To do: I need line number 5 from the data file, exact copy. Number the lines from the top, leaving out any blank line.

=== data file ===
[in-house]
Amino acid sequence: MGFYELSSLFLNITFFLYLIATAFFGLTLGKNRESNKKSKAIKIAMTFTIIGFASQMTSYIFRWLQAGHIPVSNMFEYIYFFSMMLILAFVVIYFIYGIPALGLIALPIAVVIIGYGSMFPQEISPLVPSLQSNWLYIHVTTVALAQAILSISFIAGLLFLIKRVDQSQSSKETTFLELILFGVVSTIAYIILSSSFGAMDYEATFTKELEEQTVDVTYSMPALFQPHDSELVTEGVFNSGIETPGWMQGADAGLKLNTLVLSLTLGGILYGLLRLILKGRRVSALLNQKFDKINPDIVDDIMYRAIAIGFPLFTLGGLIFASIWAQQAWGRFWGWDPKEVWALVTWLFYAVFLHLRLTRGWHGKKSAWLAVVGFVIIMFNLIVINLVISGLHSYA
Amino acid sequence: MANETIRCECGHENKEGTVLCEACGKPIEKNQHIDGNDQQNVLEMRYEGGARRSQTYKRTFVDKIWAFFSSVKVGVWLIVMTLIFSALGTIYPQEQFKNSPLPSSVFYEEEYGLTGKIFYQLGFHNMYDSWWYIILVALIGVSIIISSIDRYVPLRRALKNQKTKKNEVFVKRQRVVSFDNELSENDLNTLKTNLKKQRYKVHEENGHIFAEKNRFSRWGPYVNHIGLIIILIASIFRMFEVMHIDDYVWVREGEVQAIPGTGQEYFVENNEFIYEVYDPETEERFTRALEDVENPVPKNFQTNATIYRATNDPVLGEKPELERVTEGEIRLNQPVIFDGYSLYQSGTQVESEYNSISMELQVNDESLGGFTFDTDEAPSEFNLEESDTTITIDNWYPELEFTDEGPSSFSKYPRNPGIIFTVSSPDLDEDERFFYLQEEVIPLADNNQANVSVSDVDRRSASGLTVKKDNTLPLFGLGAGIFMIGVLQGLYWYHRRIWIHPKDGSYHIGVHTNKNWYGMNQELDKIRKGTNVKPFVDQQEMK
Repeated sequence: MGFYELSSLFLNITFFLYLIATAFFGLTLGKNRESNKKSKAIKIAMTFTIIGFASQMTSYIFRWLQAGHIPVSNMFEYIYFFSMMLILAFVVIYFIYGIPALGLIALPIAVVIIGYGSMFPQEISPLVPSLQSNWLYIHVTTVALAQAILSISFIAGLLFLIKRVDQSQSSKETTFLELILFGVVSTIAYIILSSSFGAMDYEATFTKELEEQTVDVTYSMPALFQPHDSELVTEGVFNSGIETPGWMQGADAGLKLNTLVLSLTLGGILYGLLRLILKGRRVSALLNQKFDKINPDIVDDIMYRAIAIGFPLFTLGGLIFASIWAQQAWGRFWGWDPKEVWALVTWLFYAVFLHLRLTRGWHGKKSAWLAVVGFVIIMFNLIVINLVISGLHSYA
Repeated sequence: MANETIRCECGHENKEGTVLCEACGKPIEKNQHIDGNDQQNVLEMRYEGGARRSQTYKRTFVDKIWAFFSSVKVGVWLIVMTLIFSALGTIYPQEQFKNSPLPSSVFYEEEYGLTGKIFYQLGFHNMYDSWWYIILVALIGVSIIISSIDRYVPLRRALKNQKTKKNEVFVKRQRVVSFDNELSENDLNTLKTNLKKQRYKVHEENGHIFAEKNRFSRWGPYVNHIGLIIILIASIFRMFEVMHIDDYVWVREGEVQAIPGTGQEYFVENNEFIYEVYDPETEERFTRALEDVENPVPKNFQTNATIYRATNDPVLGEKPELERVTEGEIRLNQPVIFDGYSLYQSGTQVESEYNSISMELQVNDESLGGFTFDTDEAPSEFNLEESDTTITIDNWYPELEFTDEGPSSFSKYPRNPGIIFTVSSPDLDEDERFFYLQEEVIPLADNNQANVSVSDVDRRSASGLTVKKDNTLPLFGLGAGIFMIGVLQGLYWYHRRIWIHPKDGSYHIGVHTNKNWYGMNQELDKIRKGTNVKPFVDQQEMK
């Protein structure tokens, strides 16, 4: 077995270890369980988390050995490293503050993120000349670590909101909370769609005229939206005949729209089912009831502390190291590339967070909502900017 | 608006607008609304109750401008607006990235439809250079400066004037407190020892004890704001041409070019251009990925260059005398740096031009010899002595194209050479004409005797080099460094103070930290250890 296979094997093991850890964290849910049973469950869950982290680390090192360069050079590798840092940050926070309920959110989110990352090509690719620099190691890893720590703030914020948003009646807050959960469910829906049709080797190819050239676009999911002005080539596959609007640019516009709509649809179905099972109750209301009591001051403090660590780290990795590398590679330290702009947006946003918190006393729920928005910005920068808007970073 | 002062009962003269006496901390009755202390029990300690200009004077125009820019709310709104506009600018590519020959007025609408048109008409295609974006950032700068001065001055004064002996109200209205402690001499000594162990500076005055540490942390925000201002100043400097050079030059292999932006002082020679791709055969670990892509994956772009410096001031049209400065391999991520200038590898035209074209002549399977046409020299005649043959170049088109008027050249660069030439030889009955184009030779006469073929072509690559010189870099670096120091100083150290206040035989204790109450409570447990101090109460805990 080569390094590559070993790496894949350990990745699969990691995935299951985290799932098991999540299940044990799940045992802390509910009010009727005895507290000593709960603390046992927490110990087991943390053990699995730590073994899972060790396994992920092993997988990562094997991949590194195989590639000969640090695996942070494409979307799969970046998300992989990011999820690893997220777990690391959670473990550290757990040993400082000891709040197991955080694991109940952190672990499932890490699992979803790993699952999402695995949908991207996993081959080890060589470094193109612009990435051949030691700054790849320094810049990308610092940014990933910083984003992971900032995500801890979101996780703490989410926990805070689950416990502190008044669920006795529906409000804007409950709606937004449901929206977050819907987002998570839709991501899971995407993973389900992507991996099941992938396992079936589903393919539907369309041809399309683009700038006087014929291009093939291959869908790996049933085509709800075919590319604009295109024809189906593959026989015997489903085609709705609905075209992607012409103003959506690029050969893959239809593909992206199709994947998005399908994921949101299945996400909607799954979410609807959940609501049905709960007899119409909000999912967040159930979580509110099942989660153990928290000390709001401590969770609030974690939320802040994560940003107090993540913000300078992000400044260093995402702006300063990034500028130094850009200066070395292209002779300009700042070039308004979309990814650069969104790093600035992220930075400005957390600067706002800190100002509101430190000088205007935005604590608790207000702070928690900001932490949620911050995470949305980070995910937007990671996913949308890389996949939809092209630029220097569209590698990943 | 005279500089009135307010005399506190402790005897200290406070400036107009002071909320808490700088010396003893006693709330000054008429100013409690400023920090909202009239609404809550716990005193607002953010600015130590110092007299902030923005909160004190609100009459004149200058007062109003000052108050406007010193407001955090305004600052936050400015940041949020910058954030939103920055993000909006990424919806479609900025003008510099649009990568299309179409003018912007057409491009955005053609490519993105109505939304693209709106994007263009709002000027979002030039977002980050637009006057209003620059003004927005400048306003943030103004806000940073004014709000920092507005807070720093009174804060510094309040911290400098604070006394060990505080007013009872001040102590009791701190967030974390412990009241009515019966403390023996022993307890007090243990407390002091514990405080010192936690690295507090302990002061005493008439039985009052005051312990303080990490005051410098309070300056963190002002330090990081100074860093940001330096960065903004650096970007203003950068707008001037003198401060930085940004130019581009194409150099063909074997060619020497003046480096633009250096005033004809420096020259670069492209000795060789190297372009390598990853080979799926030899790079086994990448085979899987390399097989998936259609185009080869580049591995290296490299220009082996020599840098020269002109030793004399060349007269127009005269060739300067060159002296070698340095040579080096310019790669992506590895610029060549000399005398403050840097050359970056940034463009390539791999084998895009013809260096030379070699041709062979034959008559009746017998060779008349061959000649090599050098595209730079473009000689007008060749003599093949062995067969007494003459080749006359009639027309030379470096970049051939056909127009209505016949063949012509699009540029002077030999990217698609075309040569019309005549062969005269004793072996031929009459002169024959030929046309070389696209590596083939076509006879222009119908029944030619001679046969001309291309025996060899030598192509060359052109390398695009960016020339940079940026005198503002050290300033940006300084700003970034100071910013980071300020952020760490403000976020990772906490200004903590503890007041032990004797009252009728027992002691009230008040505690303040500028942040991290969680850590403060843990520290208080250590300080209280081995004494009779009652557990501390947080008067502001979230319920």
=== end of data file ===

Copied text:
Repeated sequence: MANETIRCECGHENKEGTVLCEACGKPIEKNQHIDGNDQQNVLEMRYEGGARRSQTYKRTFVDKIWAFFSSVKVGVWLIVMTLIFSALGTIYPQEQFKNSPLPSSVFYEEEYGLTGKIFYQLGFHNMYDSWWYIILVALIGVSIIISSIDRYVPLRRALKNQKTKKNEVFVKRQRVVSFDNELSENDLNTLKTNLKKQRYKVHEENGHIFAEKNRFSRWGPYVNHIGLIIILIASIFRMFEVMHIDDYVWVREGEVQAIPGTGQEYFVENNEFIYEVYDPETEERFTRALEDVENPVPKNFQTNATIYRATNDPVLGEKPELERVTEGEIRLNQPVIFDGYSLYQSGTQVESEYNSISMELQVNDESLGGFTFDTDEAPSEFNLEESDTTITIDNWYPELEFTDEGPSSFSKYPRNPGIIFTVSSPDLDEDERFFYLQEEVIPLADNNQANVSVSDVDRRSASGLTVKKDNTLPLFGLGAGIFMIGVLQGLYWYHRRIWIHPKDGSYHIGVHTNKNWYGMNQELDKIRKGTNVKPFVDQQEMK